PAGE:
Hello, dear readers! I hope you live somewhere warmer than I do. Anyway, I’ve collected some reading for you to peruse as you warm up inside, preferably with a cup of hot cocoa or some eggnog. The topics this week include the movie “Anthropoid,” Kevin Giles lecturing on the divinity of God the Son, Governor John Kasich taking action against abortion, and a dinosaur tail.
Governor John Kasich Signs Landmark Bill to Challenge Roe– I have seen too many friends criticizing John Kasich for his vetoing of a “heartbeat” bill to end abortions once heartbeats begin, but the courts have continually overturned such bills, meaning that they save no lives. By contrast, Kasich signed a 20 weeks bill that has a much better chance of standing up in court, according to legal experts. Thus, he’s making a move that saves lives now. This is the kind of thing pro-life people ought to be celebrating, not denigrating.
Lessons about Evil: Reflections on the movie “Anthropoid”– The “Anthropoid” operation was an attempt to assassinate “The Man with the Iron Heart,” Reinhard Heydrich. Here is an analysis of that film from a Christian worldview perspective.
How Have Young Earth Creationists Responded to Feathered Dinosaurs?– One of the most startling discoveries in paleontology that I’ve ever read about has been reported recently: the discovery of a dinosaur tail with feathers on it in a piece of amber. How have Young Earth Creationists responded to this and similar discoveries?
Kevin Giles: The ETS Response to Grudem and Ware– Kevin Giles, an expert on historical theology and the Trinity in particular, gave this stirring presentation at the Evangelical Theological Society conference, in which he takes down theology that eternally subordinates the Son. He argues that such doctrines ultimately undermine the unity of the Trinity, and that we ought to work against such teachings.
I’ve been feeling pretty gross this week, but thankfully had already scoured the internet for some good reads for you to peruse this weekend. Check them out, and be sure to let me know what you think. It’s a snowy owl edition because it’s actually feeling and looking a bit like winter now.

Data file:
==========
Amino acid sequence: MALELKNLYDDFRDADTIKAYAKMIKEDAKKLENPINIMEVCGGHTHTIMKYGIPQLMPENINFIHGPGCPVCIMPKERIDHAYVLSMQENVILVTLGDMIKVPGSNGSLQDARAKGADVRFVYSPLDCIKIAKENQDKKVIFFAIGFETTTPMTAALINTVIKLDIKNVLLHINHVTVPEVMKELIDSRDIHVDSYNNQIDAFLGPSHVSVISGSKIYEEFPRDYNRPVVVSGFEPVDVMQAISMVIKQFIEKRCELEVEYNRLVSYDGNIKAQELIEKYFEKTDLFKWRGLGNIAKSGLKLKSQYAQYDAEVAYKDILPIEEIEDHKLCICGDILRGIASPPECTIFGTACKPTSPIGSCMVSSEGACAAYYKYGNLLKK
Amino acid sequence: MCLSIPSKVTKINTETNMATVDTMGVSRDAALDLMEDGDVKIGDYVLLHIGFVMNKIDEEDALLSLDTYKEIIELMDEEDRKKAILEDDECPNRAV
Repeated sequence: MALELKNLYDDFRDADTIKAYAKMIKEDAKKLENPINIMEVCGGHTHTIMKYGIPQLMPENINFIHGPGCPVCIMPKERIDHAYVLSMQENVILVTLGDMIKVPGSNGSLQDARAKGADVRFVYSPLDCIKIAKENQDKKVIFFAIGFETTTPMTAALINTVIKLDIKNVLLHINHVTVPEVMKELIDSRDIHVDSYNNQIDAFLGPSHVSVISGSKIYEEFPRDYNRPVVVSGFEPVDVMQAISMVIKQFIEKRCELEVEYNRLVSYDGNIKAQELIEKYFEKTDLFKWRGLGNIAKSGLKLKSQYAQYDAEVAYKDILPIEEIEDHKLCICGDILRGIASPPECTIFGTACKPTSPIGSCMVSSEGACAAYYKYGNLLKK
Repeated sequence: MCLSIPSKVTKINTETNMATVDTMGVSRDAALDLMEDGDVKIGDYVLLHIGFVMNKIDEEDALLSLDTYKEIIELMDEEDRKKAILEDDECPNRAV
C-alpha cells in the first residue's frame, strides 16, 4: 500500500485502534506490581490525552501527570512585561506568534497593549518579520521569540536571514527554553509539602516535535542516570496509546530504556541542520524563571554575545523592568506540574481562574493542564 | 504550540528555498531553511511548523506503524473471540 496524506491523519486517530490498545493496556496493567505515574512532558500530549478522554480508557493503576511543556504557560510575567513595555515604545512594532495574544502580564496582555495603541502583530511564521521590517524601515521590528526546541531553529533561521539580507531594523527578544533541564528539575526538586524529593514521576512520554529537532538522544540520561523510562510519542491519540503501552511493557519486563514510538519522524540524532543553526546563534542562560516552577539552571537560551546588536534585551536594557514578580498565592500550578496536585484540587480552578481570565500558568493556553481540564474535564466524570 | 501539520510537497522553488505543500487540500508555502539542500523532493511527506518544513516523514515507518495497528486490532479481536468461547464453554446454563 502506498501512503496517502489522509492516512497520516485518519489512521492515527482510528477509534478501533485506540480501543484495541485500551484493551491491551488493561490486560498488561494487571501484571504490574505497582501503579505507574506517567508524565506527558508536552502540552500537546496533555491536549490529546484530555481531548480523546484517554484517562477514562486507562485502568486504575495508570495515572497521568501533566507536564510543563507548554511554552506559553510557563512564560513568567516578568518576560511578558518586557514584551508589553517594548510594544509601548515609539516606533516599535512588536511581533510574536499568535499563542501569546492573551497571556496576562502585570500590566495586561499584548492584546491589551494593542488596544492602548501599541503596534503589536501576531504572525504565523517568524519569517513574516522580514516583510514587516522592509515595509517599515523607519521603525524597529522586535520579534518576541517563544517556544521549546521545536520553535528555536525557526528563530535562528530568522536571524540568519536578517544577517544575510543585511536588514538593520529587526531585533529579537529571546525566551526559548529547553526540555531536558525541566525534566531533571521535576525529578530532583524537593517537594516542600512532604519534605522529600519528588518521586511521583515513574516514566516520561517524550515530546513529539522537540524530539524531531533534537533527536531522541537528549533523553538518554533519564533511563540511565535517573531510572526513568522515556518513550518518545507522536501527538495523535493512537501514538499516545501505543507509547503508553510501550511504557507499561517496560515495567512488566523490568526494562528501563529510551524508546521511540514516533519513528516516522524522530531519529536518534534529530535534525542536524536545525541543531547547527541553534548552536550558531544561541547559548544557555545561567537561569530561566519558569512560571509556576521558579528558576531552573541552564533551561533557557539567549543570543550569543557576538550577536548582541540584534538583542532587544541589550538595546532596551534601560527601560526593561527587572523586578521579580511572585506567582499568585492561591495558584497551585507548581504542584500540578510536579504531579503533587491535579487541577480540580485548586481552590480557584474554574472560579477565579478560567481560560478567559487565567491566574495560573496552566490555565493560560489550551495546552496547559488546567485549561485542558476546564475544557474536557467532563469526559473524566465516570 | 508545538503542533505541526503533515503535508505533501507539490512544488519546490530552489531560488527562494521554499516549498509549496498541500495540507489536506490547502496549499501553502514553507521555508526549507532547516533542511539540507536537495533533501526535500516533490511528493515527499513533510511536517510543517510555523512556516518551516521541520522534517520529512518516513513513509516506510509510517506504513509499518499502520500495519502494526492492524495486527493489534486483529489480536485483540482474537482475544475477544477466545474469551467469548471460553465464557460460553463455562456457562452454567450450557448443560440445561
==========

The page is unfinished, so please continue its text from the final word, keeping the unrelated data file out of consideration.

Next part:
Jack Chick’s Vision of the World was a Fear-Filled Caricature– The passing of the famous (infamous?) writer of so many tracts presenting a vision of Christianity has led to various reflections. Here is one that I think is fairly accurate to what many experienced.
Christian Thinkers 101- A Crash Course on Justin Martyr– Justin Martyr is one of the earliest Christian apologists, but also remains vastly important reading.
Nietzche and the New Atheists– An interesting read about the intellectual background of some atheistic discussions now and the difficulty putting forward a philosophical vision of atheism as has occurred in the past.
Modesty and Respect for Women- Do they fit together in your worldview?– The “modesty movement” has taken hold of some forms of Christianity today. The debate over the meaning of modesty has led some to look to the Bible for answers, but they often provide over-simplified readings of the Bible that don’t actually match what it says.
John Ray in 1965: The Flood, Fossils, and Extinction– John Ray was one of the geologists who participated in the debate over whether fossils were vestiges of living things or whether they were simply tricks of the rock. Here’s an interesting look at some aspects of his life and work.